The researchers concluded that, “if you don’t have clear-cut information, you are going to look at people around you,” de Vaan said.

Given that local governments are unlikely to mandate vaccines, “it creates an arena for social influence to pop up,” de Vaan said. If a large company required vaccinations, small competitors have to decide whether following suit would cause them to gain or lose customers and employees. Based on their findings, de Vaan predicts that small businesses would be more inclined to follow suit, but cautions that they didn’t study that question.

“Perhaps most importantly,” the authors concluded, “this paper shows that when government directives and health guidelines are ambiguous, firms will look for other information to guide their decision making. Obviously, such ambiguity may have been intentional if local governments believe that firms are well positioned to make these important decisions. But if one assumes that this is not the case, policy makers and local governments should consider the consequences of a lack of clarity and precision in their directives.”

 

Study: Ride-sharing apps cut alcohol-related traffic deaths by 6%

 

Ambulance accident scene
Photo: LSOphoto for iStock/Getty Images

A new analysis finds that the ride-sharing platform Uber has reduced overall U.S. traffic fatalities by about 4% overall, and cut alcohol-related traffic deaths by over 6%. That represented about 494 fewer deaths in 2019 alone—about 214 fewer of them from drunk-driving, according to the study.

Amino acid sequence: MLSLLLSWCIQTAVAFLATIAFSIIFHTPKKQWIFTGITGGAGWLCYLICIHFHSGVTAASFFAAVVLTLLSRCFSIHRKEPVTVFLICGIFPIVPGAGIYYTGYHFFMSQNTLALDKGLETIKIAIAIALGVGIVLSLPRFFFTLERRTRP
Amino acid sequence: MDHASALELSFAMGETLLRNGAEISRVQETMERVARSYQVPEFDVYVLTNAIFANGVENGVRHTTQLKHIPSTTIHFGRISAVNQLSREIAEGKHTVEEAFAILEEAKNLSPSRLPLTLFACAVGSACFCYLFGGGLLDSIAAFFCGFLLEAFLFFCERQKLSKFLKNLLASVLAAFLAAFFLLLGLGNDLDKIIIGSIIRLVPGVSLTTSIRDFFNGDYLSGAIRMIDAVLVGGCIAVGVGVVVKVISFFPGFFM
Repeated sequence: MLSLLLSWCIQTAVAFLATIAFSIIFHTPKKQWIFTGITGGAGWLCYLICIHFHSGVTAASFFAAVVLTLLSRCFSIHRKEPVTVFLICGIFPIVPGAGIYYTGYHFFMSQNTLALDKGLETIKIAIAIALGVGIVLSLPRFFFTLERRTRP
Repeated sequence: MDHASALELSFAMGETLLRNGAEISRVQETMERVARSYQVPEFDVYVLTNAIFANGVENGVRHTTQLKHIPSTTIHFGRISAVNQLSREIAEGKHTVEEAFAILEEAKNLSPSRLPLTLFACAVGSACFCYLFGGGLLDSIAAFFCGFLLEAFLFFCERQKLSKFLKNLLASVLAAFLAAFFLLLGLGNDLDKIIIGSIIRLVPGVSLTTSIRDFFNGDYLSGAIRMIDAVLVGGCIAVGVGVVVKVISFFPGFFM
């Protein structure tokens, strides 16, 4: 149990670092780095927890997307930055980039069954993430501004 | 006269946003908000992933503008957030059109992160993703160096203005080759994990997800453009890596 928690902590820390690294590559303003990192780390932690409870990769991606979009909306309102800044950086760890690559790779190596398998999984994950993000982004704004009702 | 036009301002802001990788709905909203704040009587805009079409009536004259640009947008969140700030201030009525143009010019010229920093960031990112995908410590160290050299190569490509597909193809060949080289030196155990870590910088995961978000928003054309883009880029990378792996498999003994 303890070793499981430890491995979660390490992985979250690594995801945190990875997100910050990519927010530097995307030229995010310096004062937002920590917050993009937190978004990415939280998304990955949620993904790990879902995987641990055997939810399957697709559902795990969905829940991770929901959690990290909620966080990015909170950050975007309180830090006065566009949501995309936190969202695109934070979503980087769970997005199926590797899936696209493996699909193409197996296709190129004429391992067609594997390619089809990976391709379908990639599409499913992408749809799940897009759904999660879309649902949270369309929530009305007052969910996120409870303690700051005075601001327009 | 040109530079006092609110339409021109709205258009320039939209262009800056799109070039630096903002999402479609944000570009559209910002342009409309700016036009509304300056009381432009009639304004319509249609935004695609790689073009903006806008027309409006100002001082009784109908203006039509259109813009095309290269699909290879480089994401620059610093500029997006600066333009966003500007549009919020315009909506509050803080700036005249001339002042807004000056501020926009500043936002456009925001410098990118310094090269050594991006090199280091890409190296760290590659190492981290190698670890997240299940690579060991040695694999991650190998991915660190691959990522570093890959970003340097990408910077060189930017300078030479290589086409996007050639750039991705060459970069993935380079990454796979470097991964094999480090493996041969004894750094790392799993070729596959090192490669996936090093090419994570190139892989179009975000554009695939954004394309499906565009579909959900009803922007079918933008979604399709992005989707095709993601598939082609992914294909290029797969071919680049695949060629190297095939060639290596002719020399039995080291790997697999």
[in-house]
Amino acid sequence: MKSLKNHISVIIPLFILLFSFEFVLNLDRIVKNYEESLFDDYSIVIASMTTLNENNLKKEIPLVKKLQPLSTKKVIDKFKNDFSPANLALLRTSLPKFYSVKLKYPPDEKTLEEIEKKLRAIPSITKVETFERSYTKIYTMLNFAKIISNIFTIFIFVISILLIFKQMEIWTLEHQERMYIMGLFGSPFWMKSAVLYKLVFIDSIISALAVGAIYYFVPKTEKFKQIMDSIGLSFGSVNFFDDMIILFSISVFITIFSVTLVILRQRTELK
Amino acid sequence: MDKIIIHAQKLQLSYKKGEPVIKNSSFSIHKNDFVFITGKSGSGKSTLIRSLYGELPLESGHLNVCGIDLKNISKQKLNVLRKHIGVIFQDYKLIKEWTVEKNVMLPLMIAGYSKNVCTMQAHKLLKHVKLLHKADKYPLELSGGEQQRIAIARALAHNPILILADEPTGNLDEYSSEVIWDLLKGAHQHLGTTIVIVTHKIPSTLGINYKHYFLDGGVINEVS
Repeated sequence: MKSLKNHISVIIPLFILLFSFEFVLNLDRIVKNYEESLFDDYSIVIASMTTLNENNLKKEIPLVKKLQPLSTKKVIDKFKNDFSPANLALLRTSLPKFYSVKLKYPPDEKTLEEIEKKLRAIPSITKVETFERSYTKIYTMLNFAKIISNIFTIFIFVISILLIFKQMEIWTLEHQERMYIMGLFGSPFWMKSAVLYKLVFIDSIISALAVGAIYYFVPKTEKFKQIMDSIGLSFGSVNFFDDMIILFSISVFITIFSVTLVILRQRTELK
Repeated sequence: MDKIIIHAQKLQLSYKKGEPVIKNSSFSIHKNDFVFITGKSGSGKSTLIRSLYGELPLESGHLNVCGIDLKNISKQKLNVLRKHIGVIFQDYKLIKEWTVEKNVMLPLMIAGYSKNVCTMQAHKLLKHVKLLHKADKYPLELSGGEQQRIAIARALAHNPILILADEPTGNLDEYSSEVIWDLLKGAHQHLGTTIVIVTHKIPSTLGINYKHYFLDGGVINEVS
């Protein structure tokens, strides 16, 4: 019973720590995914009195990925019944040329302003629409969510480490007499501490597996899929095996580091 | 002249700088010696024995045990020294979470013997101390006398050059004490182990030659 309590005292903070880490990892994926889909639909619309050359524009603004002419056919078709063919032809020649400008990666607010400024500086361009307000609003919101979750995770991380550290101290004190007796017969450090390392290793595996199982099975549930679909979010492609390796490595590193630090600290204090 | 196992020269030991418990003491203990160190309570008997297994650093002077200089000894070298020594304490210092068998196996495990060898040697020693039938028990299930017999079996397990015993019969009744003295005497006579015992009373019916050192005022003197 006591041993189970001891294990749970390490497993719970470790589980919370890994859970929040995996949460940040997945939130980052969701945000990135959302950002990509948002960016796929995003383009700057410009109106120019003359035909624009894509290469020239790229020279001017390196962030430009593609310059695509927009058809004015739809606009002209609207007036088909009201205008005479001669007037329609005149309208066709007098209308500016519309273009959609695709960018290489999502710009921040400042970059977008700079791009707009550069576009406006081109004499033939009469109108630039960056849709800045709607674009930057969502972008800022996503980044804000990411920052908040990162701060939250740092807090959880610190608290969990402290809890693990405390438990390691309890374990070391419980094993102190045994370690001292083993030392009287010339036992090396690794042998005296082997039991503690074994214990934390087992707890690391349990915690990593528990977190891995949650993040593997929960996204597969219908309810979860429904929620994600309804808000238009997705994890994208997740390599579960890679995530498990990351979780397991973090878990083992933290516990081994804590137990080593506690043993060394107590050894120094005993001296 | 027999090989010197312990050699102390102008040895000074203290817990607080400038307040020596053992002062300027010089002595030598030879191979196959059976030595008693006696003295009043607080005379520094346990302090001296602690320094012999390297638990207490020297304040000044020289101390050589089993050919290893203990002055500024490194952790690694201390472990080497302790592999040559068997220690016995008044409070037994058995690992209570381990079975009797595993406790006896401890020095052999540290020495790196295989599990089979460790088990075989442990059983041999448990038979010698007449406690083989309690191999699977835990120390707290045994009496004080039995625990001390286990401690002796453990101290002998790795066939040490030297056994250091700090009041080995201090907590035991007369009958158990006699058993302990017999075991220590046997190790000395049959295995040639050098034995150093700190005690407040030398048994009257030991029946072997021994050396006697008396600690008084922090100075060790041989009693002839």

The National Bureau of Economics Research working paper, Uber and Alcohol-Related Traffic Fatalities, is co-authored by Berkeley Haas Prof. Lucas Davis and Michael Anderson, UC Berkeley professor of Agricultural and Resource Economics.

Davis and Anderson revisited past studies on the impacts of ride-sharing that were based on traffic accident trends when Uber and other ride-sharing companies first began operating in various cities. Those studies had inconsistent, often contradictory results, and the researchers suspected that the publicly available data was not detailed enough to show the true impacts of ride-sharing.

Their new study is based on proprietary data the researchers obtained from Uber on monthly rides from 2012 to 2017 for all 70,000 U.S. census tracts, combined with National Highway Traffic Safety Administration (NHTSA) data on all fatal U.S. traffic accidents from 2001 to 2016.

The data allowed for a more granular analysis: Since Uber is far more popular in some areas than others, they found that prior publicly available data explained less than 3% of the census-track variation in ride-sharing. After crunching the new data, the researchers estimated that by 2019, Uber rides cut traffic fatalities by about 6.1% overall, and cut alcohol-related driving deaths by about 4%. Davis and Anderson found that the effects were even larger during nights and weekends—as expected.

Last year in the United States, there were 42,000 traffic fatalities, with total economic damages approaching half a trillion dollars, Davis said. Based on estimates of the value of statistical life, the annual life-saving benefits from ride-services range from $2.3 to $5.4 billion. Lyft was just getting started during the study period, but the impact would presumably be even larger if data from Lyft were included in the analysis, he said.

”I’m excited about the potential for ride-sharing, automated vehicles, and other new technologies to reduce this staggering loss of life,” Davis said.

The research was highlighted in a Wall Street Journal op-ed on Friday.